Finally, the paint job. This again is where you can take a liberty and do what you like best, but in my humble opinion, the saw's general shape lends it more towards Evil Dead 2 style, with a black/dark grey piece for the top of the saw.The rest of the saw's body should be painted red, aside from the exhaust vent, and the piece on the right rear side of the chainsaw. Those should be painted silver/gunmetal gray, and black respectively. Make sure the top portion is only painted down to the seam of the saw's top, to make it look like a seperate piece. Then take a sturdy brush (perhaps an old, hardened one), and flick it against the saw randomly all over to give it the worn-out aging spots. Be sure to get the area around the silver grip that goes from the side, up and over to the right side of the Chainsaw's top. Also put aging spots around the now black piece on the back right of the saw, as that is where grease would leak from. Once you are satisfied, touch-up the silver parts where necessary, then age them with black as well. Less is more! The wrist guard should be the most metallic looking piece on the saw, as in the film, it is supposed to be a foreign object that was attached to the tool. Add a pipe clamp just to sell the metal theme.

Once this is finished, you are in the home stretch, all that remains is to add on all the detail parts (the on/off switch, the gas caps, etc. This could also be a time to pick up the soldering iron again and carve out the fake ripchord. Once this is done, use one of those ID keyrings with the spring-strings on them, in order to make up the fact that this is NOT a gas-powered saw. The handle of the ripchord should be wooden too, use the remaining dowel for this. Once the body has been painted, detailed and aged, take some fake blood (bought in bottles from party stores or halloween stores) and flick blood all over the saw to give ppl looking at it the impression that you either just saved the world from Deadites, or had a late night snack. Once completed, you should be able to wear the saw, and use the sounds/animation with the hand inside it.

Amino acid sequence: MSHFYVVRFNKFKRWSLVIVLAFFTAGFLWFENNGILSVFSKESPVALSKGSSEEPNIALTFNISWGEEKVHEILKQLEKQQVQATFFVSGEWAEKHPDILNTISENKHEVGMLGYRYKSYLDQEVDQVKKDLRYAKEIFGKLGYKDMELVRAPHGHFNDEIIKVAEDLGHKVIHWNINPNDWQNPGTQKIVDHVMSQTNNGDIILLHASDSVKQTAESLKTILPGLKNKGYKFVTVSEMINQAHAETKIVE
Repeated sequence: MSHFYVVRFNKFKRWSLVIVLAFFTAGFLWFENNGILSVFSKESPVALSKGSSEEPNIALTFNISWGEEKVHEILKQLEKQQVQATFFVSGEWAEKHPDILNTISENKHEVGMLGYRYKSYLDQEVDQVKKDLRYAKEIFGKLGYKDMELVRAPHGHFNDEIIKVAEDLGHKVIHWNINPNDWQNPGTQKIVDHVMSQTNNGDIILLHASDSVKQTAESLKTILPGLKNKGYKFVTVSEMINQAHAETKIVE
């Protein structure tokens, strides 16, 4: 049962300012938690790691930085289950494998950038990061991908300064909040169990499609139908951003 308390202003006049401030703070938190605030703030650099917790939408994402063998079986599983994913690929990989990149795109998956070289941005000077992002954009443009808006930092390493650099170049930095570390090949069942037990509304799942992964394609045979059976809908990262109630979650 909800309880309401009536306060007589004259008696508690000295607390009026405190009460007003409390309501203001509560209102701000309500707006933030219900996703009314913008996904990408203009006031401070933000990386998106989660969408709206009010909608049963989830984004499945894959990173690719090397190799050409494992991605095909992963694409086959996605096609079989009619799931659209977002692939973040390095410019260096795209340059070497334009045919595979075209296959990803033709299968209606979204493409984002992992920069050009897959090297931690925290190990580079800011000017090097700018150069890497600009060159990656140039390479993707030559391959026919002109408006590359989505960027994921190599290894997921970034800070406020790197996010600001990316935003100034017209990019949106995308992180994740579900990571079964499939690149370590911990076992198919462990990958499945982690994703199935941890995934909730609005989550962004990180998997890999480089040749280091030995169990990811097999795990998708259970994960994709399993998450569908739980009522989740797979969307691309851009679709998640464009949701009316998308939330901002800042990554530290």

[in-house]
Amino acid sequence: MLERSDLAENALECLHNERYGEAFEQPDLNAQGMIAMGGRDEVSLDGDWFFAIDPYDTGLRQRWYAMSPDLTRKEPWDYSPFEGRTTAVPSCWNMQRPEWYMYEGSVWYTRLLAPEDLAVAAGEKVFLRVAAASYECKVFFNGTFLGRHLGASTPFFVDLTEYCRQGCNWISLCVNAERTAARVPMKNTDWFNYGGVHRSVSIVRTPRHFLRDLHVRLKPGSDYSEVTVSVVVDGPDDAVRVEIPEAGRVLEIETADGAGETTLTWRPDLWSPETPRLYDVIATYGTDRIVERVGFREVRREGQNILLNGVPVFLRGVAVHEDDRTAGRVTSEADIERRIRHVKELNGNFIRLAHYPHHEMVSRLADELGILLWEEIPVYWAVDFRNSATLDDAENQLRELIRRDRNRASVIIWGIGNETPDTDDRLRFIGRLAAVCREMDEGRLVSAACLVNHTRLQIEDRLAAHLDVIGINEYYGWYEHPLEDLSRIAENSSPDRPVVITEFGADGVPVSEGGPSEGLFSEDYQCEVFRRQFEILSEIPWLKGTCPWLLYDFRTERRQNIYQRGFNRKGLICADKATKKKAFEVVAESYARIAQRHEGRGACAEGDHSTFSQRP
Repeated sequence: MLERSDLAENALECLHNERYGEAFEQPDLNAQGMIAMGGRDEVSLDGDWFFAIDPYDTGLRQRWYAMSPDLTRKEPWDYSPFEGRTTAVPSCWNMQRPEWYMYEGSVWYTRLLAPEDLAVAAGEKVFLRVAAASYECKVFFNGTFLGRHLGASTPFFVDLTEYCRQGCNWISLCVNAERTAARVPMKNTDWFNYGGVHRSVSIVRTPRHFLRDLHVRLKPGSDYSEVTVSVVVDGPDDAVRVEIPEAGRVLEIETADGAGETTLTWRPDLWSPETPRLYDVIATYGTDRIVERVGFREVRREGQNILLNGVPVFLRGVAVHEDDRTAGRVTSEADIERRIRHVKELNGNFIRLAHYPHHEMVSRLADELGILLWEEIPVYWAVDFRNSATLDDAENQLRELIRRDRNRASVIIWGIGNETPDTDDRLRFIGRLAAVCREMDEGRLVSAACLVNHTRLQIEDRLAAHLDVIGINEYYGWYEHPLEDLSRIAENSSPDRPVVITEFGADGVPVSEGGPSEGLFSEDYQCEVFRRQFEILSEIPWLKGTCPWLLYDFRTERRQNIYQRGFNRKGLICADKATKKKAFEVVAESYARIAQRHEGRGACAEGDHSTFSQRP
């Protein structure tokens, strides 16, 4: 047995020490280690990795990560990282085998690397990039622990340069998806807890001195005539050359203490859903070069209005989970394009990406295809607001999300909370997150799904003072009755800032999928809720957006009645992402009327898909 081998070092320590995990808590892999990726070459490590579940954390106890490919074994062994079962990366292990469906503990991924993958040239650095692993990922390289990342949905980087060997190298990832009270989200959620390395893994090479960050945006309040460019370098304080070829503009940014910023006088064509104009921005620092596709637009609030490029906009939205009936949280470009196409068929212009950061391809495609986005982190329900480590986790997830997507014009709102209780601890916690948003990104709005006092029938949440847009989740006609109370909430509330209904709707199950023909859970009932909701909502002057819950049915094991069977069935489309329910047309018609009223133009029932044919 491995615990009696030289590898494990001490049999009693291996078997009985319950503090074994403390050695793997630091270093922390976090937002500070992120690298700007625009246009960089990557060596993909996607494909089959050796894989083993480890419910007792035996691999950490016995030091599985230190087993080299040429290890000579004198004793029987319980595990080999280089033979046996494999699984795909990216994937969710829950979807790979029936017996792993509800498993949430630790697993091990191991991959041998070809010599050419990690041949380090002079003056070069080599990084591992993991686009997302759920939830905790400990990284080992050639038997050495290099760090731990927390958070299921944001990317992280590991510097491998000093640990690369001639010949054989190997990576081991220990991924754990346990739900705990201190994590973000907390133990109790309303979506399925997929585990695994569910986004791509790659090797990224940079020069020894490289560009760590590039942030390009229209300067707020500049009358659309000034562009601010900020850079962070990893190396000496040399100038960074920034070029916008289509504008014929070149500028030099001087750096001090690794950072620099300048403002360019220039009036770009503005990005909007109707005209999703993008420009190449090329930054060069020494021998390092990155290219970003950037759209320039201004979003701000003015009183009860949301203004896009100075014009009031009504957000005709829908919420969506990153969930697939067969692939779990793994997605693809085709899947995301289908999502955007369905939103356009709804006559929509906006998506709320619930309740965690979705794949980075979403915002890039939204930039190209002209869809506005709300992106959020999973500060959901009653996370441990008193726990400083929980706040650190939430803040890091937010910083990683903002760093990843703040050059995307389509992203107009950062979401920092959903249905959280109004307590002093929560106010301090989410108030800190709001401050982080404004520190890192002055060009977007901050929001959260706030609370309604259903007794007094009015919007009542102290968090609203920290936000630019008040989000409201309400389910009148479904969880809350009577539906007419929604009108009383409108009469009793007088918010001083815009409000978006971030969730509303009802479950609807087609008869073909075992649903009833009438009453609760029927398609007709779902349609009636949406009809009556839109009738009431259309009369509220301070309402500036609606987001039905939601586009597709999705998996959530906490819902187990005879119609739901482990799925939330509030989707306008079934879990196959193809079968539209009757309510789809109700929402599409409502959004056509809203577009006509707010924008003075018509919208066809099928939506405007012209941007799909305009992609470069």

Hope this tutorial on how to convert the toy chainsaw into an Evil Dead prop was helplful. If anyone has any zombies they'd like to slay at home, I may be entertaining the notion of making more of them for a decent compensation. Please contact me if you are interested, but not in the thread, in a PM.
 
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Falco

Active Member
So. I have a pending order on this chainsaw prop, and the end of the season is fast approaching. Let me know asap if anyone else wants this badboy for their collection!
 

Falco

Active Member
It's a pretty appropriate price, but I get a discount because I work there :lol

I also recently acquired another set of gloves that will allow me to make another Army of Darkness glove. For those of you un-familiar, this is the first one I made:

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It's flexible, so you can use props and perform most normal actions while wearing it. The top plate and finger sections are made of aluminum, and the palm is made from shaped cardboard to allow you to make a fist, hold guns, etc. I'm going to be offering a sale of this item, so I'm currently offering prop chainsaws AND prop AOD gauntlet gloves. I may be able to get more gloves if there is a demand for them, but they are hard to come by, so let me know!